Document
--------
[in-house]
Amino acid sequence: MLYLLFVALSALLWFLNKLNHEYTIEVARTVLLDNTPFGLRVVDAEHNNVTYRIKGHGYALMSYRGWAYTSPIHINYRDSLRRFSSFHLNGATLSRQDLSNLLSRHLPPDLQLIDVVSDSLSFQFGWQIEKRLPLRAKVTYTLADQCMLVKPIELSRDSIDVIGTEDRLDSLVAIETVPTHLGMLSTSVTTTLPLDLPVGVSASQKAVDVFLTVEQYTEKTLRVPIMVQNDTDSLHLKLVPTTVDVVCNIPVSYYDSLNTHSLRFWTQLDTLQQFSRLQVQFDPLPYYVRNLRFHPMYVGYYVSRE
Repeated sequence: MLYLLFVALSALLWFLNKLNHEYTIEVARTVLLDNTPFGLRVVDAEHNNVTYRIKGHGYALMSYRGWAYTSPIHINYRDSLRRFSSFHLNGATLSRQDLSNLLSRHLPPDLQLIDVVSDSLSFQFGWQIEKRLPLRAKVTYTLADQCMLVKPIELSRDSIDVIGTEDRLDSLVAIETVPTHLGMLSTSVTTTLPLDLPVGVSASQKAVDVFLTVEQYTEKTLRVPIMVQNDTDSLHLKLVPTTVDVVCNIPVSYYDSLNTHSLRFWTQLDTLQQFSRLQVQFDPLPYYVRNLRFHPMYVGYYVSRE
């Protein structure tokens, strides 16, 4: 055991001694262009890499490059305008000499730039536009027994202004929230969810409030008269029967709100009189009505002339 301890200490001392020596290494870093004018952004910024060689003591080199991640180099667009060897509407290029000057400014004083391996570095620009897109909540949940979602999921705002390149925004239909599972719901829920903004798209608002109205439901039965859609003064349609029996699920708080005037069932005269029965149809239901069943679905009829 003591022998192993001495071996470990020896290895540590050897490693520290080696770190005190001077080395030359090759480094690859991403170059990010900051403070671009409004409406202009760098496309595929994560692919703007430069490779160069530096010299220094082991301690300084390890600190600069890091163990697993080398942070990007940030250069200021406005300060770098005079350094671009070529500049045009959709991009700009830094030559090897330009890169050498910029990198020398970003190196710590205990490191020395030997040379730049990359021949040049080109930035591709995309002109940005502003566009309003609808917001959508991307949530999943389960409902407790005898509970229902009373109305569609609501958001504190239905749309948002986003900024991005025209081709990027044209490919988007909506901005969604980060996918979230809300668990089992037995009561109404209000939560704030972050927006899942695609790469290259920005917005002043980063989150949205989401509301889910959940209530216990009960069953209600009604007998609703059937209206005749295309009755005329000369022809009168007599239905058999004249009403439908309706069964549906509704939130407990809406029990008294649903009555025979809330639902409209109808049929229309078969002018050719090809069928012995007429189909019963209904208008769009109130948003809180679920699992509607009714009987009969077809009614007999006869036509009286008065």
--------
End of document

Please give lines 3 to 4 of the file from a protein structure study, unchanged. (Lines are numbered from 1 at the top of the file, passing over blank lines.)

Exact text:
Repeated sequence: MLYLLFVALSALLWFLNKLNHEYTIEVARTVLLDNTPFGLRVVDAEHNNVTYRIKGHGYALMSYRGWAYTSPIHINYRDSLRRFSSFHLNGATLSRQDLSNLLSRHLPPDLQLIDVVSDSLSFQFGWQIEKRLPLRAKVTYTLADQCMLVKPIELSRDSIDVIGTEDRLDSLVAIETVPTHLGMLSTSVTTTLPLDLPVGVSASQKAVDVFLTVEQYTEKTLRVPIMVQNDTDSLHLKLVPTTVDVVCNIPVSYYDSLNTHSLRFWTQLDTLQQFSRLQVQFDPLPYYVRNLRFHPMYVGYYVSRE
């Protein structure tokens, strides 16, 4: 055991001694262009890499490059305008000499730039536009027994202004929230969810409030008269029967709100009189009505002339 301890200490001392020596290494870093004018952004910024060689003591080199991640180099667009060897509407290029000057400014004083391996570095620009897109909540949940979602999921705002390149925004239909599972719901829920903004798209608002109205439901039965859609003064349609029996699920708080005037069932005269029965149809239901069943679905009829 003591022998192993001495071996470990020896290895540590050897490693520290080696770190005190001077080395030359090759480094690859991403170059990010900051403070671009409004409406202009760098496309595929994560692919703007430069490779160069530096010299220094082991301690300084390890600190600069890091163990697993080398942070990007940030250069200021406005300060770098005079350094671009070529500049045009959709991009700009830094030559090897330009890169050498910029990198020398970003190196710590205990490191020395030997040379730049990359021949040049080109930035591709995309002109940005502003566009309003609808917001959508991307949530999943389960409902407790005898509970229902009373109305569609609501958001504190239905749309948002986003900024991005025209081709990027044209490919988007909506901005969604980060996918979230809300668990089992037995009561109404209000939560704030972050927006899942695609790469290259920005917005002043980063989150949205989401509301889910959940209530216990009960069953209600009604007998609703059937209206005749295309009755005329000369022809009168007599239905058999004249009403439908309706069964549906509704939130407990809406029990008294649903009555025979809330639902409209109808049929229309078969002018050719090809069928012995007429189909019963209904208008769009109130948003809180679920699992509607009714009987009969077809009614007999006869036509009286008065």